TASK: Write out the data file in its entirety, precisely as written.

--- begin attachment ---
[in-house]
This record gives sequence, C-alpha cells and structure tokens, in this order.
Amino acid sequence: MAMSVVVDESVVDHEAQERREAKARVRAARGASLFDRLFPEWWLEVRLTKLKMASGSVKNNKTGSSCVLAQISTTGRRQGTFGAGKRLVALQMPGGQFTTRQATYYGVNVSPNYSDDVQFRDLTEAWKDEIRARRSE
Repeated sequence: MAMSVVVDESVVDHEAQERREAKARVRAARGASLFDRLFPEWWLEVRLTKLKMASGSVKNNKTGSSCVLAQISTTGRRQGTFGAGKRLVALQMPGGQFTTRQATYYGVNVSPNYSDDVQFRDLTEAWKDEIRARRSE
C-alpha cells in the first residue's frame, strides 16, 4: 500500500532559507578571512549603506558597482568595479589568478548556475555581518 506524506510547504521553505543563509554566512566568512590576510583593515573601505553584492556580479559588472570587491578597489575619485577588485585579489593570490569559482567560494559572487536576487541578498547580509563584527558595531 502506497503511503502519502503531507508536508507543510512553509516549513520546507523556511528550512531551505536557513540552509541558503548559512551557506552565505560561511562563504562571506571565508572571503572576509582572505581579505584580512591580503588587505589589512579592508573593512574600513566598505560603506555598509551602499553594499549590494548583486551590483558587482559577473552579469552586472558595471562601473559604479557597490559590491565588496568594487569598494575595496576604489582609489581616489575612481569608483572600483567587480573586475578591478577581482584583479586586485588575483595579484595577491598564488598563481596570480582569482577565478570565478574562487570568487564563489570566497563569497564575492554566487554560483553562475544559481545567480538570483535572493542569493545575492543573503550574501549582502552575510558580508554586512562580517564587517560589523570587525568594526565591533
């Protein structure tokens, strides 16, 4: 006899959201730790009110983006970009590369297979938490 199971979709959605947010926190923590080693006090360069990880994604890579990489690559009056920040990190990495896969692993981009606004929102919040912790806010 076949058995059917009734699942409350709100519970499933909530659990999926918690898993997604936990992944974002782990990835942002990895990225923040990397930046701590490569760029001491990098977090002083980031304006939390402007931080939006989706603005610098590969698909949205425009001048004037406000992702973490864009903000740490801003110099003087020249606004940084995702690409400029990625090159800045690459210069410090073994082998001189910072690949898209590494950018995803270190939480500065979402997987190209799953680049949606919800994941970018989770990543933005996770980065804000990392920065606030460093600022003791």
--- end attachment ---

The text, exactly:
[in-house]
This record gives sequence, C-alpha cells and structure tokens, in this order.
Amino acid sequence: MAMSVVVDESVVDHEAQERREAKARVRAARGASLFDRLFPEWWLEVRLTKLKMASGSVKNNKTGSSCVLAQISTTGRRQGTFGAGKRLVALQMPGGQFTTRQATYYGVNVSPNYSDDVQFRDLTEAWKDEIRARRSE
Repeated sequence: MAMSVVVDESVVDHEAQERREAKARVRAARGASLFDRLFPEWWLEVRLTKLKMASGSVKNNKTGSSCVLAQISTTGRRQGTFGAGKRLVALQMPGGQFTTRQATYYGVNVSPNYSDDVQFRDLTEAWKDEIRARRSE
C-alpha cells in the first residue's frame, strides 16, 4: 500500500532559507578571512549603506558597482568595479589568478548556475555581518 506524506510547504521553505543563509554566512566568512590576510583593515573601505553584492556580479559588472570587491578597489575619485577588485585579489593570490569559482567560494559572487536576487541578498547580509563584527558595531 502506497503511503502519502503531507508536508507543510512553509516549513520546507523556511528550512531551505536557513540552509541558503548559512551557506552565505560561511562563504562571506571565508572571503572576509582572505581579505584580512591580503588587505589589512579592508573593512574600513566598505560603506555598509551602499553594499549590494548583486551590483558587482559577473552579469552586472558595471562601473559604479557597490559590491565588496568594487569598494575595496576604489582609489581616489575612481569608483572600483567587480573586475578591478577581482584583479586586485588575483595579484595577491598564488598563481596570480582569482577565478570565478574562487570568487564563489570566497563569497564575492554566487554560483553562475544559481545567480538570483535572493542569493545575492543573503550574501549582502552575510558580508554586512562580517564587517560589523570587525568594526565591533
């Protein structure tokens, strides 16, 4: 006899959201730790009110983006970009590369297979938490 199971979709959605947010926190923590080693006090360069990880994604890579990489690559009056920040990190990495896969692993981009606004929102919040912790806010 076949058995059917009734699942409350709100519970499933909530659990999926918690898993997604936990992944974002782990990835942002990895990225923040990397930046701590490569760029001491990098977090002083980031304006939390402007931080939006989706603005610098590969698909949205425009001048004037406000992702973490864009903000740490801003110099003087020249606004940084995702690409400029990625090159800045690459210069410090073994082998001189910072690949898209590494950018995803270190939480500065979402997987190209799953680049949606919800994941970018989770990543933005996770980065804000990392920065606030460093600022003791």